BUFFOONERY IN THE MIDST OF GREAT APOSTASY?

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What is he laughing at? Is this an appropriate posture for the Vicar of Christ when so much evil is present in the world and, more specifically, in the Church? Is he laughing at the cradle Catholics who seek only to follow the traditions handed down from the apostles? Is he laughing at those poor souls in the pews, clutching their rosaries, and praying for a return to true worship on the altars? Is he laughing at those who have been abused by those who should have had the spiritual welfare of souls as their greatest and only goal? Is he laughing at the confusion present in the hierarchy with bishop against bishop and cardinal against cardinal? God only knows.

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http://angelqueen.org/2014/06/10/buffoonery-in-the-midst-of-great-apostasy/
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13 comments on “BUFFOONERY IN THE MIDST OF GREAT APOSTASY?

  1. This type of ad hominem attack is not really in the spirit of humility or charity that we as faithful Catholics should demonstrate to others. While he may be appropriately criticized for some actions and statements and questioned on others, we should not be discourteous in our choice of language. He’s still the Pope and the head of the Church founded by Jesus Christ.

    • If a small, but important, correction can be offered….

      The Pope is not the head of the Church. It is Christ who is the Head of the Church, and the Pope is His Vicar on Earth.

      As His Vicar, the Pope is accountable to Christ more than any other living person. This should help put into perspective not only the respect due his office, but also the duty of his office, which is to care for the Lord’s sheep according to His example as a Good Shepherd.

      Because of the importance of his office, there can be no scandal greater than that of a Pope who denies his association with Christ, precisely when His enemies conspire to turn public opinion against Him, and whose denial occurs merely at the fear of being recognized.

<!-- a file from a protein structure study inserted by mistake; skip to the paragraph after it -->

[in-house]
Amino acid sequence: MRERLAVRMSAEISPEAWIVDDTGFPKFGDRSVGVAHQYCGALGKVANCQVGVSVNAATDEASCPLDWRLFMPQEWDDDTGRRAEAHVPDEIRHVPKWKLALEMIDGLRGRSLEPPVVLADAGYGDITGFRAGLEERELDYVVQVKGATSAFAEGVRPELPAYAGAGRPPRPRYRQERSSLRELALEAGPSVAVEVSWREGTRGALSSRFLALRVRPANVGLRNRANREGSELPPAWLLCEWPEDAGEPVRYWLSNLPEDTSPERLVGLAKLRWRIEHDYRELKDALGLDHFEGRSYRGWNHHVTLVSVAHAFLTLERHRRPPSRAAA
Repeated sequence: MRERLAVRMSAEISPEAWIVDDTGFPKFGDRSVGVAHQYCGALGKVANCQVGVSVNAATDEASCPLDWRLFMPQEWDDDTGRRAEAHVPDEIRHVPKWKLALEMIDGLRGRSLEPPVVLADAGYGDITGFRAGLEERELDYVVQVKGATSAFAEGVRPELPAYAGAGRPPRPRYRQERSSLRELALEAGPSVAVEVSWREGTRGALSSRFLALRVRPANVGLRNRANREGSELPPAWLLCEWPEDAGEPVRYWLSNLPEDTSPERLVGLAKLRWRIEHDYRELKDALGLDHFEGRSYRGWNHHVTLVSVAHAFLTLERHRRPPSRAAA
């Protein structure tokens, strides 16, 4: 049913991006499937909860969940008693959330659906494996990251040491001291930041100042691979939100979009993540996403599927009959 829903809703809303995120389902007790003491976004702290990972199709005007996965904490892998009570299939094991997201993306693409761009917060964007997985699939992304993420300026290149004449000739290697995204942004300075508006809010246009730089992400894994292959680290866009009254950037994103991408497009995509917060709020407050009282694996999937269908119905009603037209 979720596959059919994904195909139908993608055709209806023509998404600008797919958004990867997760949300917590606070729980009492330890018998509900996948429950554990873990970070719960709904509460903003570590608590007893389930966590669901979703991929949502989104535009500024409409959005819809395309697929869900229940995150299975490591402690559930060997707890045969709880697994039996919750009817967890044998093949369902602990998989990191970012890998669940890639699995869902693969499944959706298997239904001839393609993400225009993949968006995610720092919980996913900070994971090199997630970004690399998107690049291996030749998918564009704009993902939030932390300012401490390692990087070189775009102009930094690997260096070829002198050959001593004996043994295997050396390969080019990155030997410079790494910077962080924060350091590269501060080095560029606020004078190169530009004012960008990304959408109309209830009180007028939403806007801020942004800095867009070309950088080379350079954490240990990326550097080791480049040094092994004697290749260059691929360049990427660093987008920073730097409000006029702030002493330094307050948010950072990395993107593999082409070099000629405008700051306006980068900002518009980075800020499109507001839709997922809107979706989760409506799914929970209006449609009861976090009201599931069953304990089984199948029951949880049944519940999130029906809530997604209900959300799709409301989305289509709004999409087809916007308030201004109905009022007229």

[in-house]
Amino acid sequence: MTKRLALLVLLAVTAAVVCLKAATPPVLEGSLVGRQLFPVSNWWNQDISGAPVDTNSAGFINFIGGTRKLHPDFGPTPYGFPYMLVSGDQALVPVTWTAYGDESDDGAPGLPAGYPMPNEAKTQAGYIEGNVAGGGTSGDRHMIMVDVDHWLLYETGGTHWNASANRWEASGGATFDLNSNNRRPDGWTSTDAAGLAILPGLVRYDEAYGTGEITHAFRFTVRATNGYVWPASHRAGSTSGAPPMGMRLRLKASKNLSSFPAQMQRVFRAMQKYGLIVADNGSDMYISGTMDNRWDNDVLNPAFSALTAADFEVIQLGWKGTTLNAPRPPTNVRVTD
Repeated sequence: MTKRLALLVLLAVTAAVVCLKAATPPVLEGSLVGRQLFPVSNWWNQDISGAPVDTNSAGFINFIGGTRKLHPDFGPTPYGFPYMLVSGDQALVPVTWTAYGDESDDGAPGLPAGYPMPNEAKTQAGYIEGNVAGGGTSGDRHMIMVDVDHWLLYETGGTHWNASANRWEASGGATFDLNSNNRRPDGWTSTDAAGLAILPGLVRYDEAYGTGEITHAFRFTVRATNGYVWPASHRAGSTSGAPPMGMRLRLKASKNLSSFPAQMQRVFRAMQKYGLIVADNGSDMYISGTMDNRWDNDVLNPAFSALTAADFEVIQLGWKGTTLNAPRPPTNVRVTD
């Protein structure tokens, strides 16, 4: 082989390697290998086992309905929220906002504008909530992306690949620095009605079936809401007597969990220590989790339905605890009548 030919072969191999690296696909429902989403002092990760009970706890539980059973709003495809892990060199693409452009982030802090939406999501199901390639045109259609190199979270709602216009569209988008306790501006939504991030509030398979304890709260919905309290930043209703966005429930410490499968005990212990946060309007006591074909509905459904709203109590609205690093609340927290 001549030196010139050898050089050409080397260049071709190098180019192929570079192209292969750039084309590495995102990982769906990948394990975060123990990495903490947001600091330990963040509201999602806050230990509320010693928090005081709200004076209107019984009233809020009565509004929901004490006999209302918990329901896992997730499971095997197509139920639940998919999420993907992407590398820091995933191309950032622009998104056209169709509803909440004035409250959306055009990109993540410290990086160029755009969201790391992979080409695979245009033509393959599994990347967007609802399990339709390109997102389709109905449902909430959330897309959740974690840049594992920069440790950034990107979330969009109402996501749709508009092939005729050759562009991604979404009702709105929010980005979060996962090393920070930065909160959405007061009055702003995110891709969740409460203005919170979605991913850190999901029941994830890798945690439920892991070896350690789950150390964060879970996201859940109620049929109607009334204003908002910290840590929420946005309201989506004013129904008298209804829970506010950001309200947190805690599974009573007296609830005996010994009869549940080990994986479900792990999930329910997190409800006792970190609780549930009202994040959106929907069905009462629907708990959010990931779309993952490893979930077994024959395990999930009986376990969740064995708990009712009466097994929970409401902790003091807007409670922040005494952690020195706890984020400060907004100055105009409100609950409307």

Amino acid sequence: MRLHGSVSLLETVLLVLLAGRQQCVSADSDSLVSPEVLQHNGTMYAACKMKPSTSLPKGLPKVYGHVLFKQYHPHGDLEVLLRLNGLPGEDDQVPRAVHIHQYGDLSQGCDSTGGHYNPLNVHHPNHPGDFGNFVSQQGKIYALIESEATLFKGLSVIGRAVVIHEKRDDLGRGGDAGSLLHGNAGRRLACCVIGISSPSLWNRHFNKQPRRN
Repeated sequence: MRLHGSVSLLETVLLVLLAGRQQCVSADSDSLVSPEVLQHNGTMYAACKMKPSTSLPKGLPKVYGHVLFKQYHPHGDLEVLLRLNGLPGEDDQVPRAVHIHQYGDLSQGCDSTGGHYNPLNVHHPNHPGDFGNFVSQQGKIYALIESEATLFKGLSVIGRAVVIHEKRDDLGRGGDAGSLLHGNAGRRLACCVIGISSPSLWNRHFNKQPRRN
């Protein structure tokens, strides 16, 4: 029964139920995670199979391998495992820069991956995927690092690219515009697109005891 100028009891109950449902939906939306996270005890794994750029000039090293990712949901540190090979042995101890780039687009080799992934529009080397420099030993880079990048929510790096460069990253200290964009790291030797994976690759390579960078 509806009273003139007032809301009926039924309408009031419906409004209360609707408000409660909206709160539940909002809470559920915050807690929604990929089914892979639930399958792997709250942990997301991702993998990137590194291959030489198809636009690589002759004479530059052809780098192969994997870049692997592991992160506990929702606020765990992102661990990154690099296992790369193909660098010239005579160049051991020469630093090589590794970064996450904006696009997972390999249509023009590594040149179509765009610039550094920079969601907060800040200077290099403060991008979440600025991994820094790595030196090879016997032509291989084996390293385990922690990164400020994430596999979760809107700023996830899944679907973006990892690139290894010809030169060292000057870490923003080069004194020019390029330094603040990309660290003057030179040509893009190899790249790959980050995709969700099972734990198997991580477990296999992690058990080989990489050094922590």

• Your correction is joyfully accepted, Fr. Anselm Marie. Nomenclature aside, it does not change my opinion regarding referring to this Vicar of Christ as a “buffoon.” We don’t need to do that.

        And in response to the note below, my daughter is indeed in the FSI, currently in Villa St. Lucia. Her response to the persecution – and don’t take this the wrong way, as she is indeed absolute in her loyalty to Frs. Stefano and Gabriele and the Magisterium – is nothing short of complete joy in the face of this adversity. I have learned much from her.

        Ave Maria!

      • Fr Anselm Marie said:
        “The Pope is not the head of the Church. It is Christ who is the Head of the Church, and the Pope is His Vicar on Earth.
        As His Vicar, the Pope is accountable to Christ more than any other living person. This should help put into perspective not only the respect due his office, but also the duty of his office, which is to care for the Lord’s sheep according to His example as a Good Shepherd.Because of the importance of his office, there can be no scandal greater than that of a Pope who denies his association with Christ, precisely when His enemies conspire to turn public opinion against Him, and whose denial occurs merely at the fear of being recognized”.

        Well said Father, well said.